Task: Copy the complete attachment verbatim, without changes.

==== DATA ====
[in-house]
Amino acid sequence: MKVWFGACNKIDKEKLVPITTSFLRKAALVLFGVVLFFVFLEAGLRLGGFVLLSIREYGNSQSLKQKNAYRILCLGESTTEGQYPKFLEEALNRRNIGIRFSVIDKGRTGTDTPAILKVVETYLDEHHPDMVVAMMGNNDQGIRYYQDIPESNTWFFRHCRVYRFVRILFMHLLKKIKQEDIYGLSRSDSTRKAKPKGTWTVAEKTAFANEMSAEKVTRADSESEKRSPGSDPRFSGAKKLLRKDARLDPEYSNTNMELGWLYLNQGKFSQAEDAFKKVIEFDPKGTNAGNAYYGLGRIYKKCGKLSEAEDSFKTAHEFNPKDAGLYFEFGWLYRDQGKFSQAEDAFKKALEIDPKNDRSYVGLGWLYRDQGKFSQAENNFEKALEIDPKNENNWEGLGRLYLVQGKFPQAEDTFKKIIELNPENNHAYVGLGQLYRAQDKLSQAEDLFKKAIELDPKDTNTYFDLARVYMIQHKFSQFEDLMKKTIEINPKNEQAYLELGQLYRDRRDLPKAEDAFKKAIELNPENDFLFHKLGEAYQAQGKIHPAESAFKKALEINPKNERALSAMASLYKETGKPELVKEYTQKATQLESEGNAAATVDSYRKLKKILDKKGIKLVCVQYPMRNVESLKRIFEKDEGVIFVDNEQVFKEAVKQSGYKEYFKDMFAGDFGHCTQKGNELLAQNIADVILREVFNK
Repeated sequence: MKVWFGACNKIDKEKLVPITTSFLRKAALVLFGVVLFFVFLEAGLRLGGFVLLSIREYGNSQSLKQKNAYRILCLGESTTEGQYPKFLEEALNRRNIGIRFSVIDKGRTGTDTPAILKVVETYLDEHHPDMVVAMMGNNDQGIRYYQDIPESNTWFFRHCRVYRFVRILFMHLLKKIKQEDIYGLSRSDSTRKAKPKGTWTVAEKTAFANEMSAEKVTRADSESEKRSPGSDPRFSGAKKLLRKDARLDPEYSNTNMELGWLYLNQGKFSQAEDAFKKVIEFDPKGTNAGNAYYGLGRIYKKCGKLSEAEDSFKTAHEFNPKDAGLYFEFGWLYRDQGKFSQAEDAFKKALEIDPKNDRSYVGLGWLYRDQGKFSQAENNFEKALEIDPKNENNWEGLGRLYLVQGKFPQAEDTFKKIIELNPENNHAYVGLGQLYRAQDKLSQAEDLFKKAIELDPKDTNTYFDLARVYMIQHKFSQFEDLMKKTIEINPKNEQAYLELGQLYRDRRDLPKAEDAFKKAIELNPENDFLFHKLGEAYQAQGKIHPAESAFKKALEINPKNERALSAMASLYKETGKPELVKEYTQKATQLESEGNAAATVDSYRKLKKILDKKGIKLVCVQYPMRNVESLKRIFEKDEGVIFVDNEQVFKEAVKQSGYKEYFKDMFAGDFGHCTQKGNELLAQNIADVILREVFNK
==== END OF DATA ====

[in-house]
Amino acid sequence: MKVWFGACNKIDKEKLVPITTSFLRKAALVLFGVVLFFVFLEAGLRLGGFVLLSIREYGNSQSLKQKNAYRILCLGESTTEGQYPKFLEEALNRRNIGIRFSVIDKGRTGTDTPAILKVVETYLDEHHPDMVVAMMGNNDQGIRYYQDIPESNTWFFRHCRVYRFVRILFMHLLKKIKQEDIYGLSRSDSTRKAKPKGTWTVAEKTAFANEMSAEKVTRADSESEKRSPGSDPRFSGAKKLLRKDARLDPEYSNTNMELGWLYLNQGKFSQAEDAFKKVIEFDPKGTNAGNAYYGLGRIYKKCGKLSEAEDSFKTAHEFNPKDAGLYFEFGWLYRDQGKFSQAEDAFKKALEIDPKNDRSYVGLGWLYRDQGKFSQAENNFEKALEIDPKNENNWEGLGRLYLVQGKFPQAEDTFKKIIELNPENNHAYVGLGQLYRAQDKLSQAEDLFKKAIELDPKDTNTYFDLARVYMIQHKFSQFEDLMKKTIEINPKNEQAYLELGQLYRDRRDLPKAEDAFKKAIELNPENDFLFHKLGEAYQAQGKIHPAESAFKKALEINPKNERALSAMASLYKETGKPELVKEYTQKATQLESEGNAAATVDSYRKLKKILDKKGIKLVCVQYPMRNVESLKRIFEKDEGVIFVDNEQVFKEAVKQSGYKEYFKDMFAGDFGHCTQKGNELLAQNIADVILREVFNK
Repeated sequence: MKVWFGACNKIDKEKLVPITTSFLRKAALVLFGVVLFFVFLEAGLRLGGFVLLSIREYGNSQSLKQKNAYRILCLGESTTEGQYPKFLEEALNRRNIGIRFSVIDKGRTGTDTPAILKVVETYLDEHHPDMVVAMMGNNDQGIRYYQDIPESNTWFFRHCRVYRFVRILFMHLLKKIKQEDIYGLSRSDSTRKAKPKGTWTVAEKTAFANEMSAEKVTRADSESEKRSPGSDPRFSGAKKLLRKDARLDPEYSNTNMELGWLYLNQGKFSQAEDAFKKVIEFDPKGTNAGNAYYGLGRIYKKCGKLSEAEDSFKTAHEFNPKDAGLYFEFGWLYRDQGKFSQAEDAFKKALEIDPKNDRSYVGLGWLYRDQGKFSQAENNFEKALEIDPKNENNWEGLGRLYLVQGKFPQAEDTFKKIIELNPENNHAYVGLGQLYRAQDKLSQAEDLFKKAIELDPKDTNTYFDLARVYMIQHKFSQFEDLMKKTIEINPKNEQAYLELGQLYRDRRDLPKAEDAFKKAIELNPENDFLFHKLGEAYQAQGKIHPAESAFKKALEINPKNERALSAMASLYKETGKPELVKEYTQKATQLESEGNAAATVDSYRKLKKILDKKGIKLVCVQYPMRNVESLKRIFEKDEGVIFVDNEQVFKEAVKQSGYKEYFKDMFAGDFGHCTQKGNELLAQNIADVILREVFNK